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Molecular control of self-renewal and lineage specification in thymic epithelial cell progenitors in vivo.

Periodic Reporting for period 3 - TEC_Pro (Molecular control of self-renewal and lineage specification in thymic epithelial cell progenitors in vivo.)

Reporting period: 2018-07-01 to 2019-12-31

The development of vaccines for the treatment of infectious diseases, cancer and autoimmunity depends on our knowledge of T-cell differentiation. This project is focused on studying the thymus, the organ responsible for the generation of T cells that are responsive against pathogen-derived antigens, and yet tolerant to self. Within the thymus, thymic epithelial cells (TECs) provide key inductive microenvironments for the development and selection of T cells that arise from hematopoietic progenitors. As a result, defects in TEC differentiation cause syndromes that range from immunodeficiency to autoimmunity, which makes the study of TECs of fundamental, and clinical, importance to understand immunity and tolerance induction. TECs are divided into two functionally distinct cortical (cTECs) and medullary (mTECs) subtypes, which derive from common bipotent TEC progenitors (TEPs). Yet, the genetic and epigenetic details that control cTEC/mTEC lineage specifications from TEPs are unsettled.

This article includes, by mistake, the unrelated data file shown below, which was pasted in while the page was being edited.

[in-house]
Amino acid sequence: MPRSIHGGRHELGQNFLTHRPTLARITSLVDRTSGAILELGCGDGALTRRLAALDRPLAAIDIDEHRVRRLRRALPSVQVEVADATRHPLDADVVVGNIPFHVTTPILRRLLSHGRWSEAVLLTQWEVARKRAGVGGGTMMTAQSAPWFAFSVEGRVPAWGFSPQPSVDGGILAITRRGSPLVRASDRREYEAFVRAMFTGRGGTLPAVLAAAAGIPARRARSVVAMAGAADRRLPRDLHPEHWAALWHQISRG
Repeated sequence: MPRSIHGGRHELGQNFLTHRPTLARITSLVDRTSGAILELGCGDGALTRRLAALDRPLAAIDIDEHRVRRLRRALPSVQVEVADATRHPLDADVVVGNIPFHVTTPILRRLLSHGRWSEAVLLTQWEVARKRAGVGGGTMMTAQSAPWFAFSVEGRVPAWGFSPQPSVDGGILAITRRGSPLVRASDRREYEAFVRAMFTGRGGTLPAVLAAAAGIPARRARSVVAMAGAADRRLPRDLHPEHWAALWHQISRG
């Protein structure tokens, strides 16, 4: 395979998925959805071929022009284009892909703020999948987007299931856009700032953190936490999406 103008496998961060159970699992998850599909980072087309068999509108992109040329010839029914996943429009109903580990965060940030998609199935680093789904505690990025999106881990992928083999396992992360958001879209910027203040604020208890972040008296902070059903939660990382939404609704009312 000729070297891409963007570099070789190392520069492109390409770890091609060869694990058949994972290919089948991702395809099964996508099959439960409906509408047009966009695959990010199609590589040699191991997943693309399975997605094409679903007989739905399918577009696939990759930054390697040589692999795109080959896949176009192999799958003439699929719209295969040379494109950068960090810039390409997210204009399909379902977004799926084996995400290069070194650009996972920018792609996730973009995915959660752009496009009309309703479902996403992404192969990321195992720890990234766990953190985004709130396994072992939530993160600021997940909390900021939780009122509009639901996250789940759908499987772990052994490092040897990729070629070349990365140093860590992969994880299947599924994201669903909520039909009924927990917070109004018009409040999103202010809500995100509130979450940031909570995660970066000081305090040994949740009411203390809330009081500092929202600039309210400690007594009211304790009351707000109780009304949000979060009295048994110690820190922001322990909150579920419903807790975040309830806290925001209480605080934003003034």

My objectives are to identify TEC progenitors and their niches within the thymus, define new molecular components involved in their self-renewal and lineage potential, and elucidate the genetic programs that regulate cTEC/mTEC fate decision. We take a global approach to examine TEC differentiation, which integrates the study of molecular processes taking place at cellular level and the analysis of in vivo mouse models. Using advanced research tools that combine reporter mice, clonogenic assays, organotypic cultures, high-throughput screen and genome-wide transcriptomic profiling, we are dissecting the principles that underlie the self-renewal and lineage differentiation of TEC progenitors in vivo.
During the first half of the project, we have progressed at different levels on the three original goals of the project. We have identified a new subset of bipotent TEP (refereed as ClonoTEC) that nestle in the thymic cortex and whose abundance is dynamically controlled by continual interactions with thymocytes across lifespan (published in the European Journal of Immunology in 2017). These findings potentially explain how changes in TEP bioavailability impact on the maintenance of TEC niches, and ultimately on thymic output. Moreover, we have identified a novel immunoregulatory role for p53 in TECs to orchestrate their role in T-cell development and tolerance induction (published in Blood 2017 and in Trends in Immunology 2017). Our study received highlights from Blood (a companion commentary article and selection for the snapshot of “This Week in Blood”) and Science (selection for the “Editor’s Choice” section).
Our research is providing fundamental knowledge that can be considered and/or incorporated in future therapeutics to regenerate thymus function and immunity in aged individuals, patients undergoing bone marrow transplantation or under anti-cancer regimens. As such, the results obtained in this project has the potential to contribute with knowledge that can help tackling one of the great challenges of modern immunology – modulate thymic function through the induction of TEPs - and therefore, represents a major advance in Health Sciences.